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Sea level: measuring the bounding surfaces of the ocean.

Tamisiea ME, Hughes CW, Williams SD, Bingley RM - Philos Trans A Math Phys Eng Sci (2014)

Bottom Line: The practical need to understand sea level along the coasts, such as for safe navigation given the spatially variable tides, has resulted in tide gauge observations having the distinction of being some of the longest instrumental ocean records.Archives of these records, along with geological constraints, have allowed us to identify the century-scale rise in global sea level.Additional data sources, particularly satellite altimetry missions, have helped us to better identify the rates and causes of sea-level rise and the mechanisms leading to spatial variability in the observed rates.

View Article: PubMed Central - PubMed

Affiliation: National Oceanography Centre, Joseph Proudman Building, 6 Brownlow Street, Liverpool L3 5DA, UK mtam@noc.ac.uk.

No MeSH data available.


Related in: MedlinePlus

Simple schematic illustrating the relationship between sea surface height (SSH), the geoid, and dynamic topography. Included on the figure are representations of different components of the observing system and their respective measurement: GPS (or GNSS) for crustal deformation, satellite gravity for the geoid, altimetry for SSH and tide gauges for relative sea level. (Online version in colour.)
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RSTA20130336F1: Simple schematic illustrating the relationship between sea surface height (SSH), the geoid, and dynamic topography. Included on the figure are representations of different components of the observing system and their respective measurement: GPS (or GNSS) for crustal deformation, satellite gravity for the geoid, altimetry for SSH and tide gauges for relative sea level. (Online version in colour.)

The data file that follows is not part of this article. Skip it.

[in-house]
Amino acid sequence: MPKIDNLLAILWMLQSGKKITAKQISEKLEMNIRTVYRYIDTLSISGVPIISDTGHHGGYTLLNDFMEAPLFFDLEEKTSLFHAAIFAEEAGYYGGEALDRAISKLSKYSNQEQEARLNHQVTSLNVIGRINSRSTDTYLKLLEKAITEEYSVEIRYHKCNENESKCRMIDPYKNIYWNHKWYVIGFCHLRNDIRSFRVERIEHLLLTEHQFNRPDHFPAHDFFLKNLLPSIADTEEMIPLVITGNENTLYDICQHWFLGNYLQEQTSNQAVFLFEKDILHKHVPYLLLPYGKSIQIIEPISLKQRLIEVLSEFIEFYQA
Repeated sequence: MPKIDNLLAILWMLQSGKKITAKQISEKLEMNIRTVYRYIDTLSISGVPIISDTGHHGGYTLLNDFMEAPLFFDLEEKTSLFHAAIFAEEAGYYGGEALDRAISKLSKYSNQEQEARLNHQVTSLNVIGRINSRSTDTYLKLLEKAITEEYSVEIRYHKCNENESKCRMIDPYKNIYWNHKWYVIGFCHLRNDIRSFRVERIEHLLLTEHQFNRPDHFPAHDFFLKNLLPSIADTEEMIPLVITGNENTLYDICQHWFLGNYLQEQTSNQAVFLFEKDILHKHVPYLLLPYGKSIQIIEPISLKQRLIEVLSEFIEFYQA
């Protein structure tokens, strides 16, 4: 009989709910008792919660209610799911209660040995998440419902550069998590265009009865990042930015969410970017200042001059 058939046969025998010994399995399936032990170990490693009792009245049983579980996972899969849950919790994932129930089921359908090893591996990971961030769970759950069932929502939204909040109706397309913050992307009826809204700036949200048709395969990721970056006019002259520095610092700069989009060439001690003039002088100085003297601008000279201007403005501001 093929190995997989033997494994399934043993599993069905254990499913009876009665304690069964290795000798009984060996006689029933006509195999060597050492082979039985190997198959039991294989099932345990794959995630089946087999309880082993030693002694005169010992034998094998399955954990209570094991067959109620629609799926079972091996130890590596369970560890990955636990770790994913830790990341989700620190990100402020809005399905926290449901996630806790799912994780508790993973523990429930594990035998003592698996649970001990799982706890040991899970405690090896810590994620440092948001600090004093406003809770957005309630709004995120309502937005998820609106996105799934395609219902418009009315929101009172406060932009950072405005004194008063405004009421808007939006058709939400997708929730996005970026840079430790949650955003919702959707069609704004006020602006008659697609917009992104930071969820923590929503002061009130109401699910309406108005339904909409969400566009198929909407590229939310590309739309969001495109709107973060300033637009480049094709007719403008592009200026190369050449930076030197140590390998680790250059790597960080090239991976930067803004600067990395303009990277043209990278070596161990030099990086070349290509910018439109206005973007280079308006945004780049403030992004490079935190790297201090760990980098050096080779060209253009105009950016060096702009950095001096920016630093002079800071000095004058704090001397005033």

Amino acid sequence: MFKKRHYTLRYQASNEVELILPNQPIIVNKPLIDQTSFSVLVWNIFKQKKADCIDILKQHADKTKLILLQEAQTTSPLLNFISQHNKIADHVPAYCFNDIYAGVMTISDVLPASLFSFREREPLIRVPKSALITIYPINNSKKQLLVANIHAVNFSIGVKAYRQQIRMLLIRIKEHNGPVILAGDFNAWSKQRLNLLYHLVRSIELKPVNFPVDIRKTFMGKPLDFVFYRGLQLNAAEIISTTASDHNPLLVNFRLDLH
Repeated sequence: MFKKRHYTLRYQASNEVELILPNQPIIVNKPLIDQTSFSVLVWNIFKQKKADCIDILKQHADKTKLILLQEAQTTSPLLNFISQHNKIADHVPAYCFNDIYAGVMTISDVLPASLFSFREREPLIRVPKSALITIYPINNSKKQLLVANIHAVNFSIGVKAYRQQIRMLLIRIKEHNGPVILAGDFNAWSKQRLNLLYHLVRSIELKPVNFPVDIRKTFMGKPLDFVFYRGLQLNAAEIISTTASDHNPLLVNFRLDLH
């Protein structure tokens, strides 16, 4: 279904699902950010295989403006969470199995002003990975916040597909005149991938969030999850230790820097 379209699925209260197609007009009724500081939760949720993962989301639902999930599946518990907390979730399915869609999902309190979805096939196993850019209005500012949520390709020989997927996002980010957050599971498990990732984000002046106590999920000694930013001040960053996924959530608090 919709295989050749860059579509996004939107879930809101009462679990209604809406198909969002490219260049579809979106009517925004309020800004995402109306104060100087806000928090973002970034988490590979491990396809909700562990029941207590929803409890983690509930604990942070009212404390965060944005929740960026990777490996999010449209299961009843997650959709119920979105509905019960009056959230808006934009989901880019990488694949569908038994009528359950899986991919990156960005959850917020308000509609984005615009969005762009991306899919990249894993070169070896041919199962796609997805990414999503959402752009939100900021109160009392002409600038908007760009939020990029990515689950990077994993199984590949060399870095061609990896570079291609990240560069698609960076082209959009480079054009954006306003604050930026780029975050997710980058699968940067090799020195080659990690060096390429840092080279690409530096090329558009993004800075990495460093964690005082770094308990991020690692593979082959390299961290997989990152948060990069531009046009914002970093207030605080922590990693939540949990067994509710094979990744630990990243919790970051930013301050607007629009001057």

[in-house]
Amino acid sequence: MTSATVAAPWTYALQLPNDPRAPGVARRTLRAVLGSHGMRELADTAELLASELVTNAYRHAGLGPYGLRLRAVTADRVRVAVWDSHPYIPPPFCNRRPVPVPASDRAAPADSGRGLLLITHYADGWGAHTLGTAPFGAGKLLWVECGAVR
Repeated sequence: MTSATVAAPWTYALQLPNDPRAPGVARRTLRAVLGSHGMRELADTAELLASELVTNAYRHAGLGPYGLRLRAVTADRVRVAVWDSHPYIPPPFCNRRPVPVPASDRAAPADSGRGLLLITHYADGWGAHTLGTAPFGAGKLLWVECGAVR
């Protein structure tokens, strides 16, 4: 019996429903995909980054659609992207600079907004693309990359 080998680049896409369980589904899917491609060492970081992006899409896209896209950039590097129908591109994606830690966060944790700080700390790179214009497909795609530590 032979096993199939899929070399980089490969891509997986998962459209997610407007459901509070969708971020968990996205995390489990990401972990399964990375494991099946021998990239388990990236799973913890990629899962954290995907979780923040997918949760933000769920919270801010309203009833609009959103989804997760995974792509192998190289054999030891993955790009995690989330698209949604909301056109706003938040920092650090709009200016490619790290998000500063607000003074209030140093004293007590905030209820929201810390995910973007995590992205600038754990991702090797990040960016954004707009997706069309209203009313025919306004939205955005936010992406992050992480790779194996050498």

Mentions: Before exploring the geodetic aspects of sea level, we should review how sea-level changes are viewed in oceanography. In the absence of dynamics or other external forcing, the surface of the ocean should lie on an equipotential of the Earth's gravity field, called the geoid. In the vast majority of ocean models and theoretical studies, this surface is represented by a constant value of the vertical coordinate z. It is important, therefore, to recognize that z is not simply a geometrical coordinate, but is defined by the Earth's gravity field. With the exception of global tide models, which explicitly account for solid Earth deformation and changes to the gravity field (loading and self-attraction), most ocean models assume both bathymetry and the z-coordinate to be fixed relative to the rotating Earth. The deviation of the ocean's surface, or the sea surface height (SSH), from the geoid is called dynamic (ocean) topography (figure 1). Winds, together with atmospheric pressure and surface fluxes of heat and freshwater, determine the dynamic topography (the response to tidal forces is usually considered separately).Figure 1.